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Biophys J. 2009 Dec 2;97(11):3029-37. doi: 10.1016/j.bpj.2009.09.014.

Misfolded amyloid ion channels present mobile beta-sheet subunits in contrast to conventional ion channels.

Author information

  • 1Center for Cancer Research Nanobiology Program, NCI-Frederick, SAIC-Frederick, Frederick, Maryland, USA. jangh2@mail.nih.gov

Abstract

In Alzheimer's disease, calcium permeability through cellular membranes appears to underlie neuronal cell death. It is increasingly accepted that calcium permeability involves toxic ion channels. We modeled Alzheimer's disease ion channels of different sizes (12-mer to 36-mer) in the lipid bilayer using molecular dynamics simulations. Our Abeta channels consist of the solid-state NMR-based U-shaped beta-strand-turn-beta-strand motif. In the simulations we obtain ion-permeable channels whose subunit morphologies and shapes are consistent with electron microscopy/atomic force microscopy. In agreement with imaged channels, the simulations indicate that beta-sheet channels break into loosely associated mobile beta-sheet subunits. The preferred channel sizes (16- to 24-mer) are compatible with electron microscopy/atomic force microscopy-derived dimensions. Mobile subunits were also observed for beta-sheet channels formed by cytolytic PG-1 beta-hairpins. The emerging picture from our large-scale simulations is that toxic ion channels formed by beta-sheets spontaneously break into loosely interacting dynamic units that associate and dissociate leading to toxic ionic flux. This sharply contrasts intact conventional gated ion channels that consist of tightly interacting alpha-helices that robustly prevent ion leakage, rather than hydrogen-bonded beta-strands. The simulations suggest why conventional gated channels evolved to consist of interacting alpha-helices rather than hydrogen-bonded beta-strands that tend to break in fluidic bilayers. Nature designs folded channels but not misfolded toxic channels.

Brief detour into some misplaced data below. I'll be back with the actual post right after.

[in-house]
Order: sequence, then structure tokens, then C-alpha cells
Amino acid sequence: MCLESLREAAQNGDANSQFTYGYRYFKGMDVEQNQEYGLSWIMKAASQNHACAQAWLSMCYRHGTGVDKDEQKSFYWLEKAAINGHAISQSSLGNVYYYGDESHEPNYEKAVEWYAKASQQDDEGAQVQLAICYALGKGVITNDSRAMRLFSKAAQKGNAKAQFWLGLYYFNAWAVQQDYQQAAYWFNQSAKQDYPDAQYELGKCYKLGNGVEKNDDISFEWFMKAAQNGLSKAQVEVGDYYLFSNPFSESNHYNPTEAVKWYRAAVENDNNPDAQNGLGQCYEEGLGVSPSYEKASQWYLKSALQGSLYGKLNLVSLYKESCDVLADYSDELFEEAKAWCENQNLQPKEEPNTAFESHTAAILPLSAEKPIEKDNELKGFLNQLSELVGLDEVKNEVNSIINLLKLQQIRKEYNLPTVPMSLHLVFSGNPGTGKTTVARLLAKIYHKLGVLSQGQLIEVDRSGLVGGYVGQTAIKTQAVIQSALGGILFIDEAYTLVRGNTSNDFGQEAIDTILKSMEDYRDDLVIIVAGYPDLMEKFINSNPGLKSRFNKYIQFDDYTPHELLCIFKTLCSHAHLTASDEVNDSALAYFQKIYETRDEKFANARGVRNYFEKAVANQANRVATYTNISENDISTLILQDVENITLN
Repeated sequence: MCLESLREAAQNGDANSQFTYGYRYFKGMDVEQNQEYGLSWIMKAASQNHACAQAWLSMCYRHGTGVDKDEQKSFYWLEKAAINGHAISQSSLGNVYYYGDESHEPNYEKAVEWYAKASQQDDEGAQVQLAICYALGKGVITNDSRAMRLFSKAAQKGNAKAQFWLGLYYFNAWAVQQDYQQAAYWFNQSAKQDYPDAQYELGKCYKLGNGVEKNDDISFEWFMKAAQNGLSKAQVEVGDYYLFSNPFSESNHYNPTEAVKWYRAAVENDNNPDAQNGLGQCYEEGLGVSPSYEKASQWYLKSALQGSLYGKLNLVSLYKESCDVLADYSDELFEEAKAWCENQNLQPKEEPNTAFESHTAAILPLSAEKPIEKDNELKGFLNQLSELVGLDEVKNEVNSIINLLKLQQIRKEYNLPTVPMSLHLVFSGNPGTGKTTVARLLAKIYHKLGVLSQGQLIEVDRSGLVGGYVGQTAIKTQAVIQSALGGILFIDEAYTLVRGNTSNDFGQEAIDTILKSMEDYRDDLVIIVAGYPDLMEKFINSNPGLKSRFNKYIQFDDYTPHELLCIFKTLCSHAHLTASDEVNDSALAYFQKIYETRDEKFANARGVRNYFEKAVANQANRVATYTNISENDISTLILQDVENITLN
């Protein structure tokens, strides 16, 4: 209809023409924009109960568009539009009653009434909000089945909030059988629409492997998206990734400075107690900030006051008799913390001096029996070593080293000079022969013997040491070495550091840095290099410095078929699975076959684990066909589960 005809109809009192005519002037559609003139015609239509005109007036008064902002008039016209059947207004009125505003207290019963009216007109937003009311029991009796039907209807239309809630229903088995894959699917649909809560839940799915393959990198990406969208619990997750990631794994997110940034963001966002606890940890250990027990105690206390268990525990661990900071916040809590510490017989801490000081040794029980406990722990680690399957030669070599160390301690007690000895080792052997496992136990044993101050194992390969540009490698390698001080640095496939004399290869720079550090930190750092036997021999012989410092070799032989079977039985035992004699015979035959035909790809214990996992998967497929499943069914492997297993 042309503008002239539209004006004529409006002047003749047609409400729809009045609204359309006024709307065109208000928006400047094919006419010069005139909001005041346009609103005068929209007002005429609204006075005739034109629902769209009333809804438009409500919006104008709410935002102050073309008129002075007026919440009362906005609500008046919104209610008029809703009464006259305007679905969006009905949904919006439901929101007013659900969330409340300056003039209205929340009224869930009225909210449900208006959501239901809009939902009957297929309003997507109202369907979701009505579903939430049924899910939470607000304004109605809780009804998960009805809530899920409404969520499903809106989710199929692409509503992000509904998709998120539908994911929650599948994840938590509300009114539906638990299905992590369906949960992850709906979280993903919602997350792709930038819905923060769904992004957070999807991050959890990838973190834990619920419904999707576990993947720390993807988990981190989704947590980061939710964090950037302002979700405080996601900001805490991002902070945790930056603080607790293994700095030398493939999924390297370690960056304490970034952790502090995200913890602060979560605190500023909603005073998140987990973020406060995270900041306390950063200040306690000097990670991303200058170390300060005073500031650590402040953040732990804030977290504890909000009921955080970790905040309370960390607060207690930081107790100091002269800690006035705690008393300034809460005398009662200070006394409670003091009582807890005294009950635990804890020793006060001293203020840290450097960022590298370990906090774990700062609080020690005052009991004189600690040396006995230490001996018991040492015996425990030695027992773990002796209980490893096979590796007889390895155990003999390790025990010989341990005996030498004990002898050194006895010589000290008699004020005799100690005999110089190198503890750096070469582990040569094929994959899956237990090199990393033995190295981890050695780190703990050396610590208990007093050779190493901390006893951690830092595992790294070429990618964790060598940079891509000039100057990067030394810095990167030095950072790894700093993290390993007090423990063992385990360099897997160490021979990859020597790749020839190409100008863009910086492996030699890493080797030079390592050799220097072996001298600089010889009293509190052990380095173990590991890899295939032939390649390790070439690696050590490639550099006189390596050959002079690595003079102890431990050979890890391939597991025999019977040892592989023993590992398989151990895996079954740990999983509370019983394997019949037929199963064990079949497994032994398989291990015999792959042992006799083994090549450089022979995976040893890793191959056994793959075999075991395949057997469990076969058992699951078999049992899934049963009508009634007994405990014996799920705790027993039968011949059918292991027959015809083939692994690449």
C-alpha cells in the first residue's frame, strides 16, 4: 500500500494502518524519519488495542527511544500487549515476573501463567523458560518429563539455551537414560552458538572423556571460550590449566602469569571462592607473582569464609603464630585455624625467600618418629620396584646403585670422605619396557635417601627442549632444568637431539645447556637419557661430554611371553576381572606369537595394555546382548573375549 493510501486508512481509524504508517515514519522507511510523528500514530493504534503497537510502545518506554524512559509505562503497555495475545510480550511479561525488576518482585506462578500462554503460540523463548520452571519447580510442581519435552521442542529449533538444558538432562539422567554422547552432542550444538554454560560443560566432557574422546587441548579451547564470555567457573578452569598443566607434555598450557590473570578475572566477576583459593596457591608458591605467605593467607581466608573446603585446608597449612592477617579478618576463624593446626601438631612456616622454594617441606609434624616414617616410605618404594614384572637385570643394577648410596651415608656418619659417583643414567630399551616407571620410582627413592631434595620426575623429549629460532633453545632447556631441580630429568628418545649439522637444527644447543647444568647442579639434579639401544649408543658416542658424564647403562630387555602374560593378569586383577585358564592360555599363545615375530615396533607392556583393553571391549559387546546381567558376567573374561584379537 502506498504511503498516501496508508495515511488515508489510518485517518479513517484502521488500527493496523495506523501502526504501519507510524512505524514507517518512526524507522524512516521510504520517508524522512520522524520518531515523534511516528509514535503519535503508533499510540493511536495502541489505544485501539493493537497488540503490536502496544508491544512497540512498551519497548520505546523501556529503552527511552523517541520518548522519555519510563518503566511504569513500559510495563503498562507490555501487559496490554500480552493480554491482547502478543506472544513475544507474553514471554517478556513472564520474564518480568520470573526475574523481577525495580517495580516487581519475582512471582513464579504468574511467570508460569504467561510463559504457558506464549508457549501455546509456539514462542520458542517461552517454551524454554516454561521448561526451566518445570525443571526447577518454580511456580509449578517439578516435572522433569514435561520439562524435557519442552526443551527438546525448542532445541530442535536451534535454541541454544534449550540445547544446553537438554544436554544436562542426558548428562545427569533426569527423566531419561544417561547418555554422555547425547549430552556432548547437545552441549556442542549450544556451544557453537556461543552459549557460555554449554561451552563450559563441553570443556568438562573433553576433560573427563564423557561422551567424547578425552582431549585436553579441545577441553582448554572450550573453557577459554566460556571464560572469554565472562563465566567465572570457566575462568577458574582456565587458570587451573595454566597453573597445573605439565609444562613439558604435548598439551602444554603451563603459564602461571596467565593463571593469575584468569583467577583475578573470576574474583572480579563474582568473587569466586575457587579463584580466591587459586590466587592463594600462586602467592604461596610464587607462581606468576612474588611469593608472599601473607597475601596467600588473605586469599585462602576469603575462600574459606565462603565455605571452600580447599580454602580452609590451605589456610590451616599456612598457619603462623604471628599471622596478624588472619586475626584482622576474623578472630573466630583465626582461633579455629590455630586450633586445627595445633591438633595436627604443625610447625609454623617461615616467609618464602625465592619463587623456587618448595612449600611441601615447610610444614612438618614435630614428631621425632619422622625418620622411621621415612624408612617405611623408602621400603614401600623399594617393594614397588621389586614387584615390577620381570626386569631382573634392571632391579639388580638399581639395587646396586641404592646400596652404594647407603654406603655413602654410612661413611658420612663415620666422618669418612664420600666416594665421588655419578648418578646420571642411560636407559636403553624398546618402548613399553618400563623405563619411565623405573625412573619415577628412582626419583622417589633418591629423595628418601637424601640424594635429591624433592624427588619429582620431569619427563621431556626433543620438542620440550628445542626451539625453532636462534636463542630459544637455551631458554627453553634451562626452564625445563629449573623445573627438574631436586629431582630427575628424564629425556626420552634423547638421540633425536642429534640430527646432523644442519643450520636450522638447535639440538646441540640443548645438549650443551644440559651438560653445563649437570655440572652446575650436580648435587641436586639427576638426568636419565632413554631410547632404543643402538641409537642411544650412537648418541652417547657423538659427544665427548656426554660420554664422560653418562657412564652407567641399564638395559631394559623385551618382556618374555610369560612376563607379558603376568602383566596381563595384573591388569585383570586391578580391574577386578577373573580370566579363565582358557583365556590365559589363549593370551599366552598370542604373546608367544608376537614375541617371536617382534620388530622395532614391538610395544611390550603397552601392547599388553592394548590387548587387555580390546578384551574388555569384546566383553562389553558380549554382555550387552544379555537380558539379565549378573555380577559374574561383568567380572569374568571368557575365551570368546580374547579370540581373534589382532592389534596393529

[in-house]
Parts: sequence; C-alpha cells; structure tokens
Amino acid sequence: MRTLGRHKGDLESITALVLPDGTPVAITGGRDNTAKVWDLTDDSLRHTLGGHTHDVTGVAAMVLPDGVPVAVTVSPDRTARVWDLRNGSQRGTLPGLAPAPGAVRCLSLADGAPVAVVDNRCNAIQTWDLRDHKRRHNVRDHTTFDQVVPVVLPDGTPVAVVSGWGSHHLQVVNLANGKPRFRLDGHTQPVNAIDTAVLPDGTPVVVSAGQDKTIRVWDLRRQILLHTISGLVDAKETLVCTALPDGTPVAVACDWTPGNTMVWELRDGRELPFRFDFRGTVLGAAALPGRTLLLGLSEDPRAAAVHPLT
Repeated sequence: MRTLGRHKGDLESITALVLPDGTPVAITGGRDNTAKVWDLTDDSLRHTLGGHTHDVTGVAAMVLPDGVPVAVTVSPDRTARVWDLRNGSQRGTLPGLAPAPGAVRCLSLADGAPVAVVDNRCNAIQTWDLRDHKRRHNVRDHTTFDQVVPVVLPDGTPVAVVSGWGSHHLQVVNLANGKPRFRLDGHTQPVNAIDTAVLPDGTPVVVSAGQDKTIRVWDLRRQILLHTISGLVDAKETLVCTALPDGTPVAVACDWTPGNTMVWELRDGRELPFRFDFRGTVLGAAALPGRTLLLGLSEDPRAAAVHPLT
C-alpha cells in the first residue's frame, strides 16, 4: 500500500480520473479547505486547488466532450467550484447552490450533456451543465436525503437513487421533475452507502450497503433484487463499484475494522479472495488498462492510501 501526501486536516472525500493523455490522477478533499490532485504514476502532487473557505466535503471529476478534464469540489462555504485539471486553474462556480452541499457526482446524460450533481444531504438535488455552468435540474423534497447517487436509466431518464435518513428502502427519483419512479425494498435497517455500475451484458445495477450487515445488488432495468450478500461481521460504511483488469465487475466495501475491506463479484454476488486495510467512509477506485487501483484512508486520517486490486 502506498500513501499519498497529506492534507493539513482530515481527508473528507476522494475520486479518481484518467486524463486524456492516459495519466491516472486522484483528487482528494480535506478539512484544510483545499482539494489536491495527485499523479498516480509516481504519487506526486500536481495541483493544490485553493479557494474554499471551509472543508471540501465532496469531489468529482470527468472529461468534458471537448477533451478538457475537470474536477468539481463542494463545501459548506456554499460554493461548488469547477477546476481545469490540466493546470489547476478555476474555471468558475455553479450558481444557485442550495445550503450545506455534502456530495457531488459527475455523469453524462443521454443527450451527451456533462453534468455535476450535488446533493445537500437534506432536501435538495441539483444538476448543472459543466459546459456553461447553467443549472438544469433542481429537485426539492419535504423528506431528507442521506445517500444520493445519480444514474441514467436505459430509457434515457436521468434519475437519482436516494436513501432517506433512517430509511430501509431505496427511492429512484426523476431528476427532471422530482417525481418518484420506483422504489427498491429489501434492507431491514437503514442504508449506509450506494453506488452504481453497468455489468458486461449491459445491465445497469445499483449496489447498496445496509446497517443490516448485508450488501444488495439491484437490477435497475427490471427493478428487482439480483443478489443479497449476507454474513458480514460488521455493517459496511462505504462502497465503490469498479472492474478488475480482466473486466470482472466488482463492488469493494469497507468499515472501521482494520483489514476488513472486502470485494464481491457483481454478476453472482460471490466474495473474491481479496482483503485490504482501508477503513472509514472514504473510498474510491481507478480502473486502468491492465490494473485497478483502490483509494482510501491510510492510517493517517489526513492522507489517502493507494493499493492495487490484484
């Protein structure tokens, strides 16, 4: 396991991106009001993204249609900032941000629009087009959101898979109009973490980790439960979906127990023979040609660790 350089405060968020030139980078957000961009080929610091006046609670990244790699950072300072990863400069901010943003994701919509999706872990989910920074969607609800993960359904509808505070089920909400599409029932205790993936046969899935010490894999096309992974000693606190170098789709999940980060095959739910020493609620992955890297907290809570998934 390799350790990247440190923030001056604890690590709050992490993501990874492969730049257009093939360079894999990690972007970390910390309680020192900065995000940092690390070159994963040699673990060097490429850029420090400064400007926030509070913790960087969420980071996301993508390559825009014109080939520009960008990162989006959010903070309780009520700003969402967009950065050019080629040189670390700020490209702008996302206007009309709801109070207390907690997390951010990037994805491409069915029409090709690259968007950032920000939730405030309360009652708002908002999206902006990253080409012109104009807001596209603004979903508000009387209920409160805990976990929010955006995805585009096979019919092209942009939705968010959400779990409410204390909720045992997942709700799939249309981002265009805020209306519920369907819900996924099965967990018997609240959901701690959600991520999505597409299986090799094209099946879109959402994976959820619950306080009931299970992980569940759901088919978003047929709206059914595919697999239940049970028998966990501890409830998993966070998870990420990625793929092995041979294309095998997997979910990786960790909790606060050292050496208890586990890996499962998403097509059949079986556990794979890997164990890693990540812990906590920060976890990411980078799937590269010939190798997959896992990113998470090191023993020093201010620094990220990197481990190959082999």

PMID:
19948133
[PubMed - indexed for MEDLINE]
PMCID:
PMC2784570
Free PMC Article
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